Mikhail Nikolayevich

Mikhail Nikolayevich

Tukhachevsky or Toukhachevski, Mikhail Nikolayevich, 1893-1937, Soviet marshal. An officer in the czarist army from 1914, he joined (1918) the Bolshevik party after the Russian Revolution and held important commands in the civil war of 1918-20 and the Russo-Polish war of 1920. Tukhachevsky was instrumental in suppressing the Kronstadt rebellion (1921) against Bolshevik rule, and he led the modernization and mechanization of the Red Army (1935-36). In the purges instituted by Stalin in the 1930s he and seven other generals were charged with treason, tried in secret, and executed. His reputation was restored by Premier Khrushchev in 1958.
Toukhachevski, Mikhail Nikolayevich: see Tukhachevsky, Mikhail Nikolayevich.
Count Mikhail Nikolayevich Muravyov (Михаил Николаевич Муравьёв in Russian) (April 19, 1845 - June 21, 1900) was a Russian statesman who advocated transfer of Russian foreign policy from Europe to the Far East. He is probably best remembered for having initiated the Hague Peace Conference.

Mikhail Muraviev was the son of General Count Nicholas Muravyov (governor of Grodno), and grandson of the Count Mikhail Nikolayevich Muravyov-Vilensky, who became notorious for his drastic measures in stamping out the Polish insurrection of 1863 in the Lithuanian provinces. He was educated at a secondary school at Poltava, and was for a short time at Heidelberg University.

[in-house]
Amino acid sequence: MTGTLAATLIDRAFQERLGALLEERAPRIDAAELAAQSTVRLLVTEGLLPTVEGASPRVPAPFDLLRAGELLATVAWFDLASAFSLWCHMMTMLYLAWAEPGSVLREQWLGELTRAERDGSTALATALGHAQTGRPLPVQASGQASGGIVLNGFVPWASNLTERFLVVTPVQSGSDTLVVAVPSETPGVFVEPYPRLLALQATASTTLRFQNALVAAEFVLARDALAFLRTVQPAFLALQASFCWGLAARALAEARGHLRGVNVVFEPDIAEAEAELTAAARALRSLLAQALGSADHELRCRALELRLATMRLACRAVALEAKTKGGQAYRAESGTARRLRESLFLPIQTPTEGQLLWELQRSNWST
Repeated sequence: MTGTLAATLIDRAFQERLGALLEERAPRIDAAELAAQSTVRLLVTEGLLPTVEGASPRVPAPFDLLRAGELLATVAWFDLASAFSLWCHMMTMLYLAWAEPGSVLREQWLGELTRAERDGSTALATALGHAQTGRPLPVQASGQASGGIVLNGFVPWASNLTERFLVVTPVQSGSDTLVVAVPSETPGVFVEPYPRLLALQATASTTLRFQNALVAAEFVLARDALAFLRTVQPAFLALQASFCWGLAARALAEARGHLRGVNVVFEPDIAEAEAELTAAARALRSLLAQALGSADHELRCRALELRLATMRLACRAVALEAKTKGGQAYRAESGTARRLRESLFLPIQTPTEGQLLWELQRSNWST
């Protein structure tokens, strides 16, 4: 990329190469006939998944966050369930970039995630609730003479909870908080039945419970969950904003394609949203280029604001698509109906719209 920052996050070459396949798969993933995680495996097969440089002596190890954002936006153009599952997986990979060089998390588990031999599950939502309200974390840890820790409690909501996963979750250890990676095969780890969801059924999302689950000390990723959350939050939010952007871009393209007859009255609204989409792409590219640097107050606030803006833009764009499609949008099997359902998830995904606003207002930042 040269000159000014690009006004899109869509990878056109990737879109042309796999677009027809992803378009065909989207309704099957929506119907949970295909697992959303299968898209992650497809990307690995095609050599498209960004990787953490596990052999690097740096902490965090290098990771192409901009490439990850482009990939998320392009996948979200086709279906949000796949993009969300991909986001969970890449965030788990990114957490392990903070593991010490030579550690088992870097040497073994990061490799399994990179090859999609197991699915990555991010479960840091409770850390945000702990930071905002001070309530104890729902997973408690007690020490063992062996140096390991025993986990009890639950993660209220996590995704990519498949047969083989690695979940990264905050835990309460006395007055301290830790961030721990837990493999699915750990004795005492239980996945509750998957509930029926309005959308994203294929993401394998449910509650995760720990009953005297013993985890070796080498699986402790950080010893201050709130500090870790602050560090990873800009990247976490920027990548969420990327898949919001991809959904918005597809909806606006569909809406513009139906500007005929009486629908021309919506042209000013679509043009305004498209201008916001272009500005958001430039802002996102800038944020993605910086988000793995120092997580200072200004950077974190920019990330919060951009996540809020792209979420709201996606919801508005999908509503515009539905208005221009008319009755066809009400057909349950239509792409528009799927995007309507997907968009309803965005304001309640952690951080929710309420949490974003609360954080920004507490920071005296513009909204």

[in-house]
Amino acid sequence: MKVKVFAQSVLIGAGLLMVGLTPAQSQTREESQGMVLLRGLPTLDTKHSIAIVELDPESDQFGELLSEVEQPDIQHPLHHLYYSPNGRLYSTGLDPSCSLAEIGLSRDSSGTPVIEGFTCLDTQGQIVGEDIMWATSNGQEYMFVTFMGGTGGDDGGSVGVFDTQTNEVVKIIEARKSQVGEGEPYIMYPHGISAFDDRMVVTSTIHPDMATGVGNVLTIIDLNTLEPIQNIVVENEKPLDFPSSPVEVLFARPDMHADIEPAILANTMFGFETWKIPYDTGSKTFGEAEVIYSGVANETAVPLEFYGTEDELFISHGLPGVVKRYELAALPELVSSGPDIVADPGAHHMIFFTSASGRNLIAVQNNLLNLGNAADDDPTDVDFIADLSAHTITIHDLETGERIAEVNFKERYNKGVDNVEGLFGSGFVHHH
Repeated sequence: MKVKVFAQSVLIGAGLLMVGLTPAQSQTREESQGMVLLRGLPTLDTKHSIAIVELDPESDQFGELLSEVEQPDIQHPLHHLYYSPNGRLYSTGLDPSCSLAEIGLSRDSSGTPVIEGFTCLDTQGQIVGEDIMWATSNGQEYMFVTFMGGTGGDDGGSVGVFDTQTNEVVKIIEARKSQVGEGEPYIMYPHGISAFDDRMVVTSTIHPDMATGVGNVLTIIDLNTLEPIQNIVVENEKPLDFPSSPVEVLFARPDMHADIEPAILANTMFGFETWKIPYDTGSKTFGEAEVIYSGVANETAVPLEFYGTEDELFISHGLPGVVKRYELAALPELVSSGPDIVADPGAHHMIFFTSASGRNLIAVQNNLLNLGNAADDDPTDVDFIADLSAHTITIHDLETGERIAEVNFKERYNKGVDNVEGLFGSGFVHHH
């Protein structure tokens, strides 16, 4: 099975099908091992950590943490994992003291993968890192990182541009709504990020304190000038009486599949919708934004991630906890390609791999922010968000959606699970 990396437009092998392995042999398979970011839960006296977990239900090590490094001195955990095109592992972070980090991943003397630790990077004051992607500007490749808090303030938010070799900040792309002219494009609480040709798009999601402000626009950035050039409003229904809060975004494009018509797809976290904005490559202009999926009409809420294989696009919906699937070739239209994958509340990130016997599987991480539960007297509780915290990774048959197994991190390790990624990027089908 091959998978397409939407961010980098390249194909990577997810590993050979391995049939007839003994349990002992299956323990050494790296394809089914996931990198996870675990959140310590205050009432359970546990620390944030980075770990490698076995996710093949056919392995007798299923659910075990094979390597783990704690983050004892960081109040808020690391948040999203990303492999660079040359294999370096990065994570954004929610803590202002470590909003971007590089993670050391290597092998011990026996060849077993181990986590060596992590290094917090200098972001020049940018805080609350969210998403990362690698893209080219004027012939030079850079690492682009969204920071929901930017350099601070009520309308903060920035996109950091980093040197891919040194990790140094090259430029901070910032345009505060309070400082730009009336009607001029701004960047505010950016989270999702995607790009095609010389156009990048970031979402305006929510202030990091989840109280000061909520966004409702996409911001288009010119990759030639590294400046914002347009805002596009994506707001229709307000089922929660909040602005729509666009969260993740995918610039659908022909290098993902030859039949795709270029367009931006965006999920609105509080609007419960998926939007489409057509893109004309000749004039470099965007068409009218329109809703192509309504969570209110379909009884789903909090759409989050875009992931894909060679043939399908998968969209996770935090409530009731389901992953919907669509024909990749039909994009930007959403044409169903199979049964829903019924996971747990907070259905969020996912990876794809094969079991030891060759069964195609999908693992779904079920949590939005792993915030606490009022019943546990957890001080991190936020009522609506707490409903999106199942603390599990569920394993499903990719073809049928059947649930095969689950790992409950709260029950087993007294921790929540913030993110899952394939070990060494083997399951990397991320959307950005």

In 1864, he entered the chancellery of the minister of foreign affairs at St.Petersburg, and was soon afterwards attached to the Russian legation at Stuttgart, where he attracted the notice of Queen Olga of Württemberg. He was transferred to Berlin, then to Stockholm, and back again to Berlin. In 1877, he was second secretary at the Hague. During the Russo-Turkish War of 1877-78, he was a delegate of the Red Cross Society in charge of an ambulance train provided by Queen Olga of Württemberg.

After the war, he was successively first secretary in Paris, chancellor of the embassy in Berlin, and then minister in Copenhagen. In Denmark, he was brought much into contact with the imperial family, and, on the death of Prince Lobanov-Rostovsky in 1897, he was appointed by the Tsar Nicholas II to be his minister of foreign affairs.

The next three and a half years were a critical time for European diplomacy. The Chinese and Cretan questions were disturbing factors. As regards Crete, Count Muraviev's policy was vacillating; in China, his hands were forced by Germany's action at Kiaochow. But he acted with singular regret with regard at all events to his assurances to Britain respecting the leases of Port Arthur and Talienwan from China; he told the British ambassador that these would be open ports, and afterwards essentially modified this pledge.

When the Tsar Nicholas inaugurated the Peace Conference at the Hague, Count Muraviev extricated his country from a situation of some embarrassment; but when, subsequently, Russian agents in Manchuria and Peking connived at the agitation which culminated in the Boxer Rebellion of 1900, the relations of the responsible foreign minister with the tsar became strained. Muraviev died suddenly on June 21, 1900 of apoplexy, brought on, it was said, by a stormy interview with the tsar.

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